The Duke Endowment Awards $800,000 to Enhance Behavioral Health Programs

Charlotte, N.C., September 17, 2015 – Atrium Health today announced an $800,000 grant from The Duke Endowment to fund the integration of behavioral health services into pediatric primary care practices serving both North and South Carolina. This represents one of the largest gifts Atrium Health has received from the organization and will enable the System to greatly extend its existing behavioral health model.

Building upon the momentum of a commitment by The Leon Levine Foundation to establish the Sandra and Leon Levine Psychiatry Residency Program at Atrium Health (announced in late August), The Duke Endowment grant continues to demonstrate the importance of addressing area behavioral health needs.

“Our organization is dedicated to expanding programs that promote health and help prevent disease,” said Mary Piepenbring, Vice President of The Duke Endowment. “This is an opportunity to make a tremendous impact on the delivery of behavioral healthcare for children and adolescents in our region, and to establish a model that others may emulate.”

Funding from The Duke Endowment will be used to provide salary support, conduct onsite research into best practices, underwrite training and educational programs, and provide technology support. It will also enable Atrium Health to further develop its integrated behavioral health delivery system, which currently offers inpatient, outpatient, school-based, and crisis treatment programs.

“By offering access to behavioral health services in a pediatric primary care setting, we are not only improving overall health outcomes, but we are driving down the cost of care,” said Martha Whitecotton, Senior Vice President for Behavioral Health Services, Atrium Health. “This generous investment by The Duke Endowment enables us to implement a parallel model for pediatric practices, leveraging the hospital system’s virtual care platform and broad base of experience in child psychiatry. Most importantly, it will help us to identify and address behavioral health issues in young patients at an early stage, before emergency treatment is required.”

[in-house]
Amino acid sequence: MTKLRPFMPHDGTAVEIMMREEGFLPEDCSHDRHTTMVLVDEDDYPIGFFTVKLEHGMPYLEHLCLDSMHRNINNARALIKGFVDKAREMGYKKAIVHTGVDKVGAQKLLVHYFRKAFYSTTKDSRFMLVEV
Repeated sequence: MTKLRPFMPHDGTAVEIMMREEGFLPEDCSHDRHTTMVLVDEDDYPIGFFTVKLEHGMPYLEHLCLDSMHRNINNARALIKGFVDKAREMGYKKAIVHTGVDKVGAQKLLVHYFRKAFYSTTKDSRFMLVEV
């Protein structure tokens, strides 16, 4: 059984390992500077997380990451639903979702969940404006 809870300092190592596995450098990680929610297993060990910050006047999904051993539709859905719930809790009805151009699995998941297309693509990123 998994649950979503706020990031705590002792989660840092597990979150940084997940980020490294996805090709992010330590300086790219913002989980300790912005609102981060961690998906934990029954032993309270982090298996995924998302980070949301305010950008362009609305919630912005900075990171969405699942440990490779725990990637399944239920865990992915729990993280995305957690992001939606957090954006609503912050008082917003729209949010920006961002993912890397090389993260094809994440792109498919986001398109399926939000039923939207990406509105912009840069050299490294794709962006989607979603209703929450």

Four million children and adolescents in the United States suffer from a mental disorder that causes significant issues at home, school, and with peers. In any given year, only 20 percent of these children are identified and receive mental health services.

Through virtual care, patients who are seen at a pediatric practice will now have access to behavioral health services via consults in real-time.

“Philanthropic support is essential to fulfill Atrium Health’s mission to transform and enhance the delivery of healthcare for our patients, their families, and the community,” said Scott Kerr, President of Atrium Health Foundation. “We are deeply appreciative of this substantial grant from The Duke Endowment.”


Atrium Health (, one of the nation’s leading and most innovative healthcare organizations, provides a full spectrum of healthcare and wellness programs throughout North and South Carolina. Its diverse network of care locations includes academic medical centers, hospitals, freestanding emergency departments, physician practices, surgical and rehabilitation centers, home health agencies, nursing homes and behavioral health centers, as well as hospice and palliative care services. Atrium Health works to enhance the overall health and wellbeing of its communities through high quality patient care, education and research programs, and numerous collaborative partnerships and initiatives. 


Based in Charlotte and established in 1924 by industrialist and philanthropist James B. Duke, The Duke Endowment is a private foundation that strengthens communities in North Carolina and South Carolina by nurturing children, promoting health, educating minds and enriching spirits. Since its founding, it has distributed more than $3.3 billion in grants. The Endowment shares a name with Duke University and Duke Energy, but all are separate organizations.


Download PDF of complete press release here.